Why Xavi was 2010's best player
By Tim Keeble, Soccer Editor
Philadelphia, PA (Sports Network) -
In addition to playing some of the most attractive soccer in the world, Barcelona and Spain have a few other things in common.
Both have been incredibly successful recently, with Barcelona winning two Champions League titles and three league trophies in five years, while Spain captured both the 2010 World Cup and 2008 European Championship.
The rosters of both teams are loaded with incredibly gifted players, but maybe most importantly, both have Xavi Hernandez running things in midfield.
Xavi has scored five goals in the past 15 months for Barcelona, while he failed to score in seven World Cup matches for Spain.
Yet his value to either team cannot be measured in numbers alone, because as the heartbeat of two of the world's best attacks, Xavi has no peer.
Most central midfielders possess great physical size and strength and are great at disrupting things, or they have tremendous footwork and speed which gives them the ability to dribble past multiple defenders to be effective.
At just 5-foot-7, Xavi is blessed with neither size nor speed, yet he has been arguably the world's best midfielder for the past five years.
Lionel Messi gets much more attention for Barcelona with his eye-catching runs and sublime skill, while strikers David Villa and Fernando Torres usually garner the accolades on the international stage for Spain.
Xavi Hernandez simply shows up and does his job game in and game out with little fanfare.
For all of their brilliance, those players still must rely on Xavi to pull the strings and work the ball seamlessly from the back to the front players, a job which gets largely overlooked.
On Monday, the three finalists for the FIFA Ballon d'Or award were announced, with Xavi, Messi and Andres Iniesta earning consideration.
The award merges the two biggest player awards - the FIFA World Player of the Year, voted for by players and coaches, and the Ballon d'Or, which was handed out by journalists via France Football magazine - for the first time this year.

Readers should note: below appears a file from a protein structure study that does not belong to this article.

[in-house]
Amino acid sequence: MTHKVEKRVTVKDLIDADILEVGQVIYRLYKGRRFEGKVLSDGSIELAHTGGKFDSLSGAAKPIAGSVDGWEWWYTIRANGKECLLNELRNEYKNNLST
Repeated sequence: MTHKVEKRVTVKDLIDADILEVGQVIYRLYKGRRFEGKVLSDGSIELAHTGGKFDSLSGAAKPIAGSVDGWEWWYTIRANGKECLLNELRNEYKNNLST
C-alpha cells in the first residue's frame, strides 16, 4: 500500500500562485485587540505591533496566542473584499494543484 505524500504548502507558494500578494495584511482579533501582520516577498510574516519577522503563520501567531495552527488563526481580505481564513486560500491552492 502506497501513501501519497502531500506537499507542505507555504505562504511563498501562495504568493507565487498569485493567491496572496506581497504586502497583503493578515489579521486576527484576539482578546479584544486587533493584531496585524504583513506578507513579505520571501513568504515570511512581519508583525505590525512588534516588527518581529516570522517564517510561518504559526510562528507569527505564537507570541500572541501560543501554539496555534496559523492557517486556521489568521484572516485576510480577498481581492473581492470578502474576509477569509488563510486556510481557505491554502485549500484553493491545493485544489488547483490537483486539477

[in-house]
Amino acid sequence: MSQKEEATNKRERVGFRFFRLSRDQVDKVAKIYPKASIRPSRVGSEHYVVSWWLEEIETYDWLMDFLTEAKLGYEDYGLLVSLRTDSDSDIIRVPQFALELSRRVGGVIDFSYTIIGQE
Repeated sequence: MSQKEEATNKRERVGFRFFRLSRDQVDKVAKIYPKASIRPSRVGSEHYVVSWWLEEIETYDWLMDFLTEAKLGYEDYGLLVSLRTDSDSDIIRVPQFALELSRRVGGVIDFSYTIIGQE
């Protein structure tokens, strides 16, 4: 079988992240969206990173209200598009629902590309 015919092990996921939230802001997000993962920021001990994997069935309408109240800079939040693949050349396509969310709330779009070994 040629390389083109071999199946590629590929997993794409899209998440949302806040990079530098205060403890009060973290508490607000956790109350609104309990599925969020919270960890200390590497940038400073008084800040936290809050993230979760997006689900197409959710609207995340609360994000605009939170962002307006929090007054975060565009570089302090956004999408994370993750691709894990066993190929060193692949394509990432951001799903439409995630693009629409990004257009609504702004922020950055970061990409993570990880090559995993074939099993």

And while Messi scored 34 goals for Barcelona during the 2009-10 season, and an additional 22 in just 18 games so far this season, his inability to lead Argentina past the quarterfinals of this past summer's World Cup will count heavily against him.
Iniesta scored the goal that gave Spain its first World Cup title in their 1-0 win over the Netherlands in the final. He also partnered Xavi in midfield for both Barcelona and Spain, making it tough to choose between the two.
But while Iniesta gets the edge in versatility, the steady play of Xavi throughout the entire year in the middle of the field allowed both Barca and Spain to dominate that area.
Xavi's intelligence and vision set him apart from Iniesta, and he is easily one of the top passers in the world.
He always seems to be in the right place at the right time, and the fact that he has been able to blend his game perfectly to fit the systems of both Barca and Spain can't be discounted.
Since the FIFA Player of the Year award was introduced in 1991, the team that won the World Cup also had the Player of the Year winner on its roster.
It happened in 1994, 1998, 2002 and 2006, and on Jan. 10 it should happen again.
Xavi simply shows up and does his job game in and game out with little fanfare.
In 2010, he did that better than any other player in the world.